7. Family Computer (Famicom)
This NES equivalent appeared in Japanese stores a full two years before it landed on American shelves. Along the way, the Famicom’s show-stopping design was lost in translation. The red and gold color scheme feels classic and rich, and the ergonomics are more in line with top-notch toys than video games. While in some ways less practical than the American version (varied first and second player controllers that were hardwired in, and cords that were mercilessly short) the amusing appearance of the console puts the big grey box seen in the states to shame.
6. PC Engine Shuttle
This variant to the popular PC Engine wins points for being one of the few video game consoles to attempt to mirror the appearance of something else. The Shuttle mimics what its name implies, and the smooth curves coupled with the convincing plastic cockpit set the bar for how cool a console could be. Though the “toyness” of the piece might seem cheesy to some, NEC’s drive for difference and fun styling make the PC Engine Shuttle a pleasurable sight for both gamers and non-gamers alike.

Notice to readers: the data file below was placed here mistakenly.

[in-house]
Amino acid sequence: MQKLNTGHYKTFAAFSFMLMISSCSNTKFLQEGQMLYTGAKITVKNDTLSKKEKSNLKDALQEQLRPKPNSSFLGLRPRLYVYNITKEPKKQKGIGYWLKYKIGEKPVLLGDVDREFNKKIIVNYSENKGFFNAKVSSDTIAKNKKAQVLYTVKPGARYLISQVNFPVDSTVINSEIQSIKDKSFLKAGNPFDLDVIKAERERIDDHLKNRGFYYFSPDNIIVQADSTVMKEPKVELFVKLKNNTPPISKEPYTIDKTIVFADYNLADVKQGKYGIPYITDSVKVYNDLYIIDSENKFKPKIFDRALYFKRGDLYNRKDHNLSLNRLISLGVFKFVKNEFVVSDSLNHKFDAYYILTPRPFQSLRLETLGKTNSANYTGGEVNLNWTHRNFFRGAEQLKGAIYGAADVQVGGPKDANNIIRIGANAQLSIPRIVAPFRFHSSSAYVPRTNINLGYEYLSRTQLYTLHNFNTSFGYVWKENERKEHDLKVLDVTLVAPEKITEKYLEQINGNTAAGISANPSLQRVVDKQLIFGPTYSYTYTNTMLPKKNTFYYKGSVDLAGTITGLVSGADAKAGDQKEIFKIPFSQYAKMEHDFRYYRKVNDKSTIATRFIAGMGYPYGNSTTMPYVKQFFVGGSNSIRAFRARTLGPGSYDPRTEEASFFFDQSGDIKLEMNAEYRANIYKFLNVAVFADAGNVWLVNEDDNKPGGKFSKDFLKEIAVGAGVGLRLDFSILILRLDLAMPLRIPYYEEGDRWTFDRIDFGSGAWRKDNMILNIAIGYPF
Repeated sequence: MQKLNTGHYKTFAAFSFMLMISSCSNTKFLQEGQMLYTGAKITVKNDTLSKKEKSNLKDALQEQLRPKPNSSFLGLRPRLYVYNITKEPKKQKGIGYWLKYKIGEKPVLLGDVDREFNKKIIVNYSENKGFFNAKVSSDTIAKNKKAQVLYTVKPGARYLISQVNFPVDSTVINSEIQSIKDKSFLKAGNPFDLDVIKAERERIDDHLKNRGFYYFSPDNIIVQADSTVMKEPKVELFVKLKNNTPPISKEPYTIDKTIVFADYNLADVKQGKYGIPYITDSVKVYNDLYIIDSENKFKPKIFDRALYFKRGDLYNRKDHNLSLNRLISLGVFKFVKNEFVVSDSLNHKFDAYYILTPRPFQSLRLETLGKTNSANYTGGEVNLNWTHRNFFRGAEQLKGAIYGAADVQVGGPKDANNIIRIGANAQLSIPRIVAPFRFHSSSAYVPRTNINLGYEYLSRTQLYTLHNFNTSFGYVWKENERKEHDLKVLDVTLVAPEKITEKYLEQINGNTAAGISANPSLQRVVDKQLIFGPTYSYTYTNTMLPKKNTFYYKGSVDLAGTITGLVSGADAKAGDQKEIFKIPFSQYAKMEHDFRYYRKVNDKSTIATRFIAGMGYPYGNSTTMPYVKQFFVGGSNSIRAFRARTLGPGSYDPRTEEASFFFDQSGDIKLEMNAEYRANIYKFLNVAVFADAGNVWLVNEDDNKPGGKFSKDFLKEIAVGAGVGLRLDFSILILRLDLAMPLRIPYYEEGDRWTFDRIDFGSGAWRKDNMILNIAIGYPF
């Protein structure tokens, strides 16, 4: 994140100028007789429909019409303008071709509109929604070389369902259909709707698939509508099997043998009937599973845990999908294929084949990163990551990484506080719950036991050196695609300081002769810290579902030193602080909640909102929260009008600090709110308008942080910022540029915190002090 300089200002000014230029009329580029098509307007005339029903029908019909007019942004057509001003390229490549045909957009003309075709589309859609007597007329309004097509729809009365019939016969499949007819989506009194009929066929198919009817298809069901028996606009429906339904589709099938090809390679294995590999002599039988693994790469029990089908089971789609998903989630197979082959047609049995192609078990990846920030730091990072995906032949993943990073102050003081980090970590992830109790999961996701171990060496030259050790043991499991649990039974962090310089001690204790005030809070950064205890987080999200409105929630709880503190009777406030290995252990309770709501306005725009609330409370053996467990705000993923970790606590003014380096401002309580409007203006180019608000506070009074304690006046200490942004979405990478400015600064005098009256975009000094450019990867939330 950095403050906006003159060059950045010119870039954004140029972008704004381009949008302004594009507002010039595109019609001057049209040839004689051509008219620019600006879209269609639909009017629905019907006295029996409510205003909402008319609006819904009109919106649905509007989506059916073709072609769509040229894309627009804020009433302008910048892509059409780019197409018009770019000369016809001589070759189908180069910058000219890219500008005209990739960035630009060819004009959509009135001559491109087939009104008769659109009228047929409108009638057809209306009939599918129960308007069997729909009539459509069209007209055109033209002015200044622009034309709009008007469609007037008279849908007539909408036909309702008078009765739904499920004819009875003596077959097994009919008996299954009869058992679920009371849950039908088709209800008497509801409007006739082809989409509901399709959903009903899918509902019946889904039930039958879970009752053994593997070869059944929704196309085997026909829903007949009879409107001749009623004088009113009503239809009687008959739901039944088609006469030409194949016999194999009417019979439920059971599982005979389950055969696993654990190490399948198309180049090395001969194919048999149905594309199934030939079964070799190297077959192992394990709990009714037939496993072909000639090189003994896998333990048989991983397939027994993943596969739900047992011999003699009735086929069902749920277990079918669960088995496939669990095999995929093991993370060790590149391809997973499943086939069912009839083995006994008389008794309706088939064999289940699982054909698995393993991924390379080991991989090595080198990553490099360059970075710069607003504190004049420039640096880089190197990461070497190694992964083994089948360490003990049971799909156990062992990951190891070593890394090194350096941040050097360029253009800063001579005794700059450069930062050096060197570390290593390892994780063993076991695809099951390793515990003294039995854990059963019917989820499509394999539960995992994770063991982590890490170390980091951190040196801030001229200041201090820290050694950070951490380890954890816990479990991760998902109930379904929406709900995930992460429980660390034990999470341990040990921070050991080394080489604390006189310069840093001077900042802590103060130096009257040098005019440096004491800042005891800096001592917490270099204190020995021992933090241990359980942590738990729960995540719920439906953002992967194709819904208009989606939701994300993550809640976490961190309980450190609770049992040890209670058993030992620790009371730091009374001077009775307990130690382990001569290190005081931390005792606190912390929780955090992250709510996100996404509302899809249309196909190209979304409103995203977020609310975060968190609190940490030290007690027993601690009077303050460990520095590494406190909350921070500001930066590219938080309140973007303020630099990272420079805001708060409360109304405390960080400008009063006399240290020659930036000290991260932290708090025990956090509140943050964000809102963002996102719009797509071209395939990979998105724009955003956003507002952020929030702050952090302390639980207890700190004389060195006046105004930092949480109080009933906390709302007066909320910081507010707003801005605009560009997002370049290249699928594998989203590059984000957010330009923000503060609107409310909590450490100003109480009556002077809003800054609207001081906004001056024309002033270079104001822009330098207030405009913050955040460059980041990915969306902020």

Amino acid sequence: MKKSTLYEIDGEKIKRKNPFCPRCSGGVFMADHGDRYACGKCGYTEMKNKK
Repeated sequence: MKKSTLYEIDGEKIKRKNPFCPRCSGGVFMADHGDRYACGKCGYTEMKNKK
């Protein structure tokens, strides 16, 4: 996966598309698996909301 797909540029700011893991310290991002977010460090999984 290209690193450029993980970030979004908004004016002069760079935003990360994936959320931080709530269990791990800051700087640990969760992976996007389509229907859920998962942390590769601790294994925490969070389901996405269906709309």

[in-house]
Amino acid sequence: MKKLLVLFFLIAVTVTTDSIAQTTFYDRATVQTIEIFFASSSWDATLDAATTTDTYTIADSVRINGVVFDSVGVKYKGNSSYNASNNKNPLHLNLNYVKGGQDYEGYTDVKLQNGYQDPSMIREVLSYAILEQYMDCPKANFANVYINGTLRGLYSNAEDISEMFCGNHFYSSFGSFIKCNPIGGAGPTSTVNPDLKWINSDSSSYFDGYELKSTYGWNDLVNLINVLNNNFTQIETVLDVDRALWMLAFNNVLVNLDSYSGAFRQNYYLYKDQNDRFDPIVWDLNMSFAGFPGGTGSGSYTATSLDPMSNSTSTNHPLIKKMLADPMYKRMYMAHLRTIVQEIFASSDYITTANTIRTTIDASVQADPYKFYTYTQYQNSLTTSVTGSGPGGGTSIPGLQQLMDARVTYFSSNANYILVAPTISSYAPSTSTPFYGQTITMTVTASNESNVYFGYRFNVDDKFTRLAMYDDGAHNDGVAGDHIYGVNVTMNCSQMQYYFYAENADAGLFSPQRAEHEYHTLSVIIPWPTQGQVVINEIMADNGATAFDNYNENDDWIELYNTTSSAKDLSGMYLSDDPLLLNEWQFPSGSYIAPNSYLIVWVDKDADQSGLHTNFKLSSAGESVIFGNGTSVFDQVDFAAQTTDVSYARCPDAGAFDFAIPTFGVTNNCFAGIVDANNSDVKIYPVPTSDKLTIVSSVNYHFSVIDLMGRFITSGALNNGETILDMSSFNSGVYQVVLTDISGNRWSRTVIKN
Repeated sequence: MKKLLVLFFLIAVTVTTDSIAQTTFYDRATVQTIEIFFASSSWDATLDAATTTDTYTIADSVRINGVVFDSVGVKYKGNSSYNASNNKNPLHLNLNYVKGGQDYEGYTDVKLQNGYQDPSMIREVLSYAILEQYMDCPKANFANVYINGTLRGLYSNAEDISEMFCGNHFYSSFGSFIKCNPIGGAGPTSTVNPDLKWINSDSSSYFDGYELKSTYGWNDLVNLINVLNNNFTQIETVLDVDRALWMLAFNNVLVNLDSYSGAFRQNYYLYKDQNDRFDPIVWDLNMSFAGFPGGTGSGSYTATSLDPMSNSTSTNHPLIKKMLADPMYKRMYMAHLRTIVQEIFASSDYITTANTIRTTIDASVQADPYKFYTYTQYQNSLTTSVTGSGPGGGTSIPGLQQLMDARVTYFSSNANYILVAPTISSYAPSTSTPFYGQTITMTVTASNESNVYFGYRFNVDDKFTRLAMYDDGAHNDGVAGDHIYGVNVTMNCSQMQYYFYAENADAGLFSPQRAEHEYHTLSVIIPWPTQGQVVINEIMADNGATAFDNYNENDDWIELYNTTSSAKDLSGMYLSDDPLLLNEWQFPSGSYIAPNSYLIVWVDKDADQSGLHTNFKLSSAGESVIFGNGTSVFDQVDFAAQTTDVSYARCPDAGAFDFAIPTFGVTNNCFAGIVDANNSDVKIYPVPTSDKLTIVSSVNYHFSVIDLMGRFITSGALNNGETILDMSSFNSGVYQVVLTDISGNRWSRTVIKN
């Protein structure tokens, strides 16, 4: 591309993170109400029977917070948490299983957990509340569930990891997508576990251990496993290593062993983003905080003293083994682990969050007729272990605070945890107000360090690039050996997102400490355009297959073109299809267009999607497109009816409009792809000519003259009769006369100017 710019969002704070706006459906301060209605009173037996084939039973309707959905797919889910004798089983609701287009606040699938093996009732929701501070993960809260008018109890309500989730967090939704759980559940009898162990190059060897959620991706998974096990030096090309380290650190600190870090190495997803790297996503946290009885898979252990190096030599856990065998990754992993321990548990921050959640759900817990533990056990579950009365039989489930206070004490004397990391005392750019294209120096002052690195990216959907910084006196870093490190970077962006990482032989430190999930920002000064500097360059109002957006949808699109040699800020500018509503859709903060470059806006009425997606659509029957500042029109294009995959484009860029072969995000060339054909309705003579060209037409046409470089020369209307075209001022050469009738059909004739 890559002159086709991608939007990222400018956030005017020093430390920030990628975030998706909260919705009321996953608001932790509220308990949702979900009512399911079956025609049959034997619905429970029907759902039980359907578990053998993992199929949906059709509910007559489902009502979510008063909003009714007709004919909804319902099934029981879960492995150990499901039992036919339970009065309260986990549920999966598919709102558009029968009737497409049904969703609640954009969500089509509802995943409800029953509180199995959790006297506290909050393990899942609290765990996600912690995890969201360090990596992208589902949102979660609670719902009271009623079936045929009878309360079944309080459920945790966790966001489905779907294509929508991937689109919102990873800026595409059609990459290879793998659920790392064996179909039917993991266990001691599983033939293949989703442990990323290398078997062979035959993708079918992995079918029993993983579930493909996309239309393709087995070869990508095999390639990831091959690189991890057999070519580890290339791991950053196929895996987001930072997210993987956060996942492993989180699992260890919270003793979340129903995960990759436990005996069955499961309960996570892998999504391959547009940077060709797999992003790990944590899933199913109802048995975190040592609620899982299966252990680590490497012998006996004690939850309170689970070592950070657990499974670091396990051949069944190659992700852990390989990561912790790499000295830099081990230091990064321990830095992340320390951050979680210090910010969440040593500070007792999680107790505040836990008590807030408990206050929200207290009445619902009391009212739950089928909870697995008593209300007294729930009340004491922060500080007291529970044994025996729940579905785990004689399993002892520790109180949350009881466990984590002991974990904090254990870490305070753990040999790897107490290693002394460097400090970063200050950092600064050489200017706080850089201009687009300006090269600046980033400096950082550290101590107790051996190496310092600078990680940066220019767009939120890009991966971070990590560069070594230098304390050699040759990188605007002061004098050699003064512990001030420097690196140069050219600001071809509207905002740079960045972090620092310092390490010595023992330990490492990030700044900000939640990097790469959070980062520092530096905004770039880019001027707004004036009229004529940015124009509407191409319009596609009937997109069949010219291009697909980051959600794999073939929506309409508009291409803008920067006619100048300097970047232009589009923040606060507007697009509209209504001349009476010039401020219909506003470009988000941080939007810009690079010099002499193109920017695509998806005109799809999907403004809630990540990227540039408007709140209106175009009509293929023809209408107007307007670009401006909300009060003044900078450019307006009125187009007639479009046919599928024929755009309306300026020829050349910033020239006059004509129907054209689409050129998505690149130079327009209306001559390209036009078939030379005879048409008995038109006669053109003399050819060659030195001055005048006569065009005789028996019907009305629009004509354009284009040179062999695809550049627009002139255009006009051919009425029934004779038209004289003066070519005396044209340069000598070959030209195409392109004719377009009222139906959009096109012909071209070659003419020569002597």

5. PlayStation 3
The PlayStation 3 was the console to end all the consoles. PlayStation 2 had just kicked everyone’s ass, and Sony was setting gamers expectations through the roof. It was going to be more powerful than God, smarter than Einstein, and sleeker than an Apple product soaked in cooking oil. Though the PS3 had a relatively weak launch its gained face since then, and the system’s original glossy “grill” design is powerful and impressive. The one drawback of this beautiful piece of tech is the font chosen to spread across the console’s dome. At first glance it may look sleek, but once you realize it’s the same font used by Sony for the Spider-Man movies it makes you wonder why they couldn’t have been more creative with the typeface.
4. Xbox 360 S (Glossy)
Microsoft’s Xbox 360 has been a huge success, but the console’s failure rate demanded a redesign. Enter the 360 S. Taking cues from Sony’s PS3, the glossy 360 S compacts the original 360 design and sharpens the lines. The air vents take a magnificent diagonal course in a move that combines function with gracious form. The 360 S is a marked improvement over the original white clump that was the launch 360.
3. Xbox Crystal Limited Edition